Badass Air Force pilot recognized for belly-landing an A-10 with canopy ripped off
“I guess I was nervous the whole time, but I didn’t have time to think about being nervous."
When the landing gear and canopy on her A-10 Thunderbolt II both went bye-bye during a training flight in Georgia last year, Capt. Taylor Bye’s nerves of steel remained, and the Air Force pilot brought the aircraft to a safe landing at Moody Air Force Base despite the challenges.
“I guess I was nervous the whole time, but I didn’t have time to think about being nervous,” Bye said in a recent press release about the incident. “My job was to take care of myself and to take care of the jet.”
A pilot and chief of standardization and evaluation with the 75th Fighter Squadron, Bye was awarded the Air Combat Command Airmanship Award on May 5 for her outstanding performance during that training mission.
“This doesn’t happen very often in the history of the A-10,” said Lt. Col. Stephen Joca, commander of the 75th Fighter Squadron. “There are some steps that were covered in the checklist–the rest was just superb airmanship and decision making.”
Bye was on a basic surface attack ride at Moody’s Grand Bay Range when she tried to fire her GAU-8 rotary cannon, the 30mm Gatling gun poking out from beneath the A-10’s nose. Somehow, Bye’s attempt to fire the weapon resulted in “severe failures that prevented her landing gear from deploying, caused panels to fly off and sent her canopy soaring through the sky,” the press release explained.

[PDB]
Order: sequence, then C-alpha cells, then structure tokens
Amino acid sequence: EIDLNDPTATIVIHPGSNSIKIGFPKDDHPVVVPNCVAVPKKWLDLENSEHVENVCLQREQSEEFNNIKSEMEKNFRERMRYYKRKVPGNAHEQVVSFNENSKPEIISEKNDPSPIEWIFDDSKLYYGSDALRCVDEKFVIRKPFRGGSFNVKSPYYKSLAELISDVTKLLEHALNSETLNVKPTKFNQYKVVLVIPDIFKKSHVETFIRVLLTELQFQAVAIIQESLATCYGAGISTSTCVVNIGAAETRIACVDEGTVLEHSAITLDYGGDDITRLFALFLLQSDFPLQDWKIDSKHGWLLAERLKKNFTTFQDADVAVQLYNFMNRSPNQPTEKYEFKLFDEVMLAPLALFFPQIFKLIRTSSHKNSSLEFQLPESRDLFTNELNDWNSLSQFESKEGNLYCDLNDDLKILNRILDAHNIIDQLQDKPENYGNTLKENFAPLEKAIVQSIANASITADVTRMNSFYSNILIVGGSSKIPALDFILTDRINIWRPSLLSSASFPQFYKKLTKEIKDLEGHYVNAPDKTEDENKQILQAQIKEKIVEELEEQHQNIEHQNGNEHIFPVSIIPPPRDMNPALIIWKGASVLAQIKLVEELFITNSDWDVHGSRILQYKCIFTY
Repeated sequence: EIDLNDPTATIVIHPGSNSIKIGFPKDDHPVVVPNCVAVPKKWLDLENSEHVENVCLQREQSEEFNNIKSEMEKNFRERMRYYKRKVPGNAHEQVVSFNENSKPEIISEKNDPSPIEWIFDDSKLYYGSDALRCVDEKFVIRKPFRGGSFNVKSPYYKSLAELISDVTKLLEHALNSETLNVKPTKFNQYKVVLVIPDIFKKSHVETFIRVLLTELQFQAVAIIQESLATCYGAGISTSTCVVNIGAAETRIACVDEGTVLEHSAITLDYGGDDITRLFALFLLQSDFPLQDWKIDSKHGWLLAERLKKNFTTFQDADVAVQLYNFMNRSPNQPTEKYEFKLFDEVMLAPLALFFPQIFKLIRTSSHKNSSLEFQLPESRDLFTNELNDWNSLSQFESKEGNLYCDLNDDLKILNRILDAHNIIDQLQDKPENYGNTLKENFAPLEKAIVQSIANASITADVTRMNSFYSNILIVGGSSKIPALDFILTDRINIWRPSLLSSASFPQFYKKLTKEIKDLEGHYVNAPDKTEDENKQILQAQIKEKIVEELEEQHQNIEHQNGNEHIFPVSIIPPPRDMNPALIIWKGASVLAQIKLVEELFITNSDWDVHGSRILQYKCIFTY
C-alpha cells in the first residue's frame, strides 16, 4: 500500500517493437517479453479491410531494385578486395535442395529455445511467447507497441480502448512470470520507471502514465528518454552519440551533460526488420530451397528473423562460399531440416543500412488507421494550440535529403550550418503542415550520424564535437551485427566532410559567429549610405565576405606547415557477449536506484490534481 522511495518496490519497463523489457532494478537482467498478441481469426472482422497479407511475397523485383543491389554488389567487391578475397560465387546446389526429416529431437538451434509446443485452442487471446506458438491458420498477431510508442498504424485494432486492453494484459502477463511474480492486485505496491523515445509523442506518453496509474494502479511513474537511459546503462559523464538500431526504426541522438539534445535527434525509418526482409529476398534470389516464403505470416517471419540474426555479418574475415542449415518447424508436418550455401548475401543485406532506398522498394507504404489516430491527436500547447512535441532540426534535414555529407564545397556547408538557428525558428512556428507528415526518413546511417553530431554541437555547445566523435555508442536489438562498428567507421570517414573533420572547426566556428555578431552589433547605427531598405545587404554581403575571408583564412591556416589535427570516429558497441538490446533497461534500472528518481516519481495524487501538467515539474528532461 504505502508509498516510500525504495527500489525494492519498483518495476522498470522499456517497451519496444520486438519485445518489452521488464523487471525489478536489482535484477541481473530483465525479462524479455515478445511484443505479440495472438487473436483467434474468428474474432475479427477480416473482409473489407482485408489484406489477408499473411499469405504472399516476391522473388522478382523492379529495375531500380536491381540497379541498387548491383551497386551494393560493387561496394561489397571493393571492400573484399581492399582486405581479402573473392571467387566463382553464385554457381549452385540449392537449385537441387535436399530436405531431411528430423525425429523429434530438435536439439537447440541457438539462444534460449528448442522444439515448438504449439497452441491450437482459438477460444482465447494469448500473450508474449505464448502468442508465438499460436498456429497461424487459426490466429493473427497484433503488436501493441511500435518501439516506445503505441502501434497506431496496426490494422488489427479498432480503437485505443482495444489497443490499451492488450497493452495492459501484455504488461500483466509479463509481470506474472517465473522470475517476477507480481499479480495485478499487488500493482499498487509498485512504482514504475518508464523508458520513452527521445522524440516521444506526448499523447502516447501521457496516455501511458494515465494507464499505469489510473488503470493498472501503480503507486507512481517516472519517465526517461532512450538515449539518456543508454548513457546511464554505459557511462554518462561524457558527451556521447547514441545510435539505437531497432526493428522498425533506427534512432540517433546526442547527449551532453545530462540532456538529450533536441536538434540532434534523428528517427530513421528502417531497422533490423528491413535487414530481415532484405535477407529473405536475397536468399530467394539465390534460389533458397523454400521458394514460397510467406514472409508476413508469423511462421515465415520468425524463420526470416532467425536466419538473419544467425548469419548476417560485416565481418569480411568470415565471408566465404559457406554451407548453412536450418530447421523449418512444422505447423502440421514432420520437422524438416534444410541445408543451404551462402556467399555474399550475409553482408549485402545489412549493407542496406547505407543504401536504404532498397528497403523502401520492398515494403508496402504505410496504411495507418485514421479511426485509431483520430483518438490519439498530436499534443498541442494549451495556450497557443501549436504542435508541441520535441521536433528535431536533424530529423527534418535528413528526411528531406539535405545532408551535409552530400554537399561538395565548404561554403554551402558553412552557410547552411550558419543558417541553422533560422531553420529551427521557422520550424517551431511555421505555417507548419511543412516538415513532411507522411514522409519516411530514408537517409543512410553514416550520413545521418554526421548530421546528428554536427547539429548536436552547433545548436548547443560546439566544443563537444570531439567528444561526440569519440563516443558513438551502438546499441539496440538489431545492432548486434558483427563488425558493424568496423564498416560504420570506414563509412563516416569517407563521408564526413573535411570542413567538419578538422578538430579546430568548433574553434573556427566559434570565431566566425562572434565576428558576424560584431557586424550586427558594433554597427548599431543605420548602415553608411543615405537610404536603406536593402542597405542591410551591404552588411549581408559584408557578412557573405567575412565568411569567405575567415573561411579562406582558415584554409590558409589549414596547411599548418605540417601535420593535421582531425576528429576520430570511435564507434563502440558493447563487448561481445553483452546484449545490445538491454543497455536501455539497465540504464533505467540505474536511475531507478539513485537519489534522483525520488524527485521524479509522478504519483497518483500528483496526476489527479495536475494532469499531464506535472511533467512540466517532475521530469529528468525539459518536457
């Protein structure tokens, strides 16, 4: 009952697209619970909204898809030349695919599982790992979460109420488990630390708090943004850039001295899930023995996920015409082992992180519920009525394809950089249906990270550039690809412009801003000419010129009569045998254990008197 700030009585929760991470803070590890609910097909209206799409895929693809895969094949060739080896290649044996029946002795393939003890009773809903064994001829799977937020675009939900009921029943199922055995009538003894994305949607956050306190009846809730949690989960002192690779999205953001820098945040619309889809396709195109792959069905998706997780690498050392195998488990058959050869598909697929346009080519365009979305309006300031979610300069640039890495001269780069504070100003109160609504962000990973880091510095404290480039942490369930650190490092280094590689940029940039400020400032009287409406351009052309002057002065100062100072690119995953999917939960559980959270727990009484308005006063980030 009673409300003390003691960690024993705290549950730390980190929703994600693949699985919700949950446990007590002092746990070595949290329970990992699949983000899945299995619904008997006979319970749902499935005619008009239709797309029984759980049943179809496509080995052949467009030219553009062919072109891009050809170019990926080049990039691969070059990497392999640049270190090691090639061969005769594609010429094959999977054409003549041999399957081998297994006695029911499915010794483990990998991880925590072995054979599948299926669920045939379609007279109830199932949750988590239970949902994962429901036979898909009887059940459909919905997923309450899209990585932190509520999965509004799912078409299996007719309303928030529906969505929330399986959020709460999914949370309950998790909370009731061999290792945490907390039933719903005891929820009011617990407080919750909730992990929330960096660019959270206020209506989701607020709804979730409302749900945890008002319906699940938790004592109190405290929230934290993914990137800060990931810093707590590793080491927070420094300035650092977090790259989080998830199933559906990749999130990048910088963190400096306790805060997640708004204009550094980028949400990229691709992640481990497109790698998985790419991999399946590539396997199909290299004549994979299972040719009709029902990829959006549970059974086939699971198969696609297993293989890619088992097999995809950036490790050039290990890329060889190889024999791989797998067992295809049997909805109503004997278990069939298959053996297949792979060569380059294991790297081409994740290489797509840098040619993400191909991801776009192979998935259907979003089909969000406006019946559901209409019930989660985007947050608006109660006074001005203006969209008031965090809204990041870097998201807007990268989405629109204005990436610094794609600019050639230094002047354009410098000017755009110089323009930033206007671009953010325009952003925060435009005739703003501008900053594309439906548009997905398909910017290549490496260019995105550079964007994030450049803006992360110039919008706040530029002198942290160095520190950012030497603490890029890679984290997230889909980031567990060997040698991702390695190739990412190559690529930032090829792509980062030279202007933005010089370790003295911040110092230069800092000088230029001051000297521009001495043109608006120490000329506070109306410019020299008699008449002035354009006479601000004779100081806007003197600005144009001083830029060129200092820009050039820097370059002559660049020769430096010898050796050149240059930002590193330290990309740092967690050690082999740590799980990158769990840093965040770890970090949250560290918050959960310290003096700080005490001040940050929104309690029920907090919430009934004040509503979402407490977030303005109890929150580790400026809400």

In the face of chaos, Bye stuck to her training, climbing away from the ground to take a look at her engines. In a testament to the A-10’s sturdy engineering, Bye still had “two perfectly working engines and hydraulic systems,” she said.
Bye’s wingman, Maj. Jack Ingber, took a closer look at the jet, helping her assess the situation and come up with a plan.
“When you’re in that environment, it becomes very robotic,” said Ingber, a fellow member of the 75th FS and an assistant director of operations. “When anything (unusual) happens, it’s apparent and very easy to spot it and fix it. It’s my primary job to think of everything that (Bye) is not because she has a massive handful of an airplane that is falling apart.”
Keep in mind that Bye’s canopy was gone, so she was trying to fly the aircraft with 350 mile-per-hour winds blowing on her face. The pilot lowered her seat to avoid the wind, but that made it difficult to see the runway.
“I thought, ‘where’s the ground, where’s the ground’ … I was holding my breath at that point,” she said.
But luckily, Ingber was there to help guide her down. The major took up the role of chase aircraft, which meant he kept an eye on the surrounding airspace to direct Bye where to go.
“(Ingber) was a huge asset to me out there,” Bye said. “His airmanship was crucial in giving me those pointers and providing the best mutual support I could have asked for.”
Bye joins a proud tradition of A-10 pilots pulling off remarkably smooth belly landings. In July 2017, Maj. Brett DeVries, a pilot assigned to the Michigan Air National Guard’s 107th Fighter Squadron, was also forced to land without both his landing gear and his canopy after his aircraft’s 30mm GAU-8/A Avenger cannon malfunctioned. DeVries was awarded the Distinguished Flying Cross last November for his excellent flying that day.
The Air Force accident investigation board has not yet released its report into the 2020 mishap. But one thing’s for sure: Bye’s one stud of a pilot. Photos of the landing circulated on Facebook in April 2020, earning the respect of many social media commenters who praised the captain’s skills.
“So long as the pilot is ok, that’s a great landing given the circumstances,” wrote one commenter on the popular Facebook group Air Force amn/nco/snco, which has since closed down.
“Great piloting though,” said another.
“And she is loaded,” wrote a third, pointing out the ordnance on the plane’s wings. “Scary tummy slide!!!!”
Related: BRRRT vs. BRRAPP: How Americans describe the glorious sound of the A-10 firing, in 2 maps